Impressions

On Fear, Responsibility, and Intelligence

“Perhaps [Dorothea] Lange’s fears came from a deep consciousness of her responsibility. After documenting nearly a half-century of crises and the lives of those most deeply affected by them, Lange understood, possibly too well, the enormous responsibility that comes with telling any story, but especially the story of other people’s struggles. Fear is an embodied knowledge, an almost physical intuition of possible outcomes learned through past experience. It can spin into paranoia, paralyze us, shock us into impassivity. But it can also be a powerful drive, as I suppose it was for Lange, who with all her “darkroom terrors” was still able to document what many others had not yet seen or wanted to see. Fear allows us to give shape to things that we were unwilling to see or unable to name. Fear is a specific form of intelligence that comes when hindsight, insight, and foresight collide.”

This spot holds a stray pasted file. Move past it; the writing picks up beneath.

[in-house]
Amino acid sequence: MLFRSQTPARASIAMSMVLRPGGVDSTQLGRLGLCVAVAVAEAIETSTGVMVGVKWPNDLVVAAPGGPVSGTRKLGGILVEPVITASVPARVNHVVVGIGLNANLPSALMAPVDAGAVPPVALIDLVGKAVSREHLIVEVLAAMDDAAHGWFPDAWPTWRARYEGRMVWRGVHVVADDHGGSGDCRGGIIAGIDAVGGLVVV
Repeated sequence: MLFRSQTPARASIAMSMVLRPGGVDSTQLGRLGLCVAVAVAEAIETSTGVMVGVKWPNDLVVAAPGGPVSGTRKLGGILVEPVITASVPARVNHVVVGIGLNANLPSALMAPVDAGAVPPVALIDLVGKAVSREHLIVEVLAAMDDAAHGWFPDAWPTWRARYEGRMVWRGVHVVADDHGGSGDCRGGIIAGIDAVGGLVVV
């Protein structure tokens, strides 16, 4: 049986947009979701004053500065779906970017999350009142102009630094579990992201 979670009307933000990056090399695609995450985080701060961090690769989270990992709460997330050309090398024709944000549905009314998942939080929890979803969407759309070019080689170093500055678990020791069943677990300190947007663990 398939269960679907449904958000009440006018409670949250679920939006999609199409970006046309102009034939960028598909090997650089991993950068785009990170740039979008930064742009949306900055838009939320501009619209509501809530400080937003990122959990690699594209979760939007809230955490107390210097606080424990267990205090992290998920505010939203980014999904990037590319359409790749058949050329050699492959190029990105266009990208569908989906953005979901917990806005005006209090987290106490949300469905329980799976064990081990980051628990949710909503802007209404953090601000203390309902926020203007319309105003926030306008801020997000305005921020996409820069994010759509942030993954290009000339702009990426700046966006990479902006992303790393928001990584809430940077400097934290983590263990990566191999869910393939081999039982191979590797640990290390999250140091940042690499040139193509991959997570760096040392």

—Valeria Luiselli’s profile of photographer Dorothea Lange, “Things as They Are” in the NY Review of Books (November 19, 2020). 
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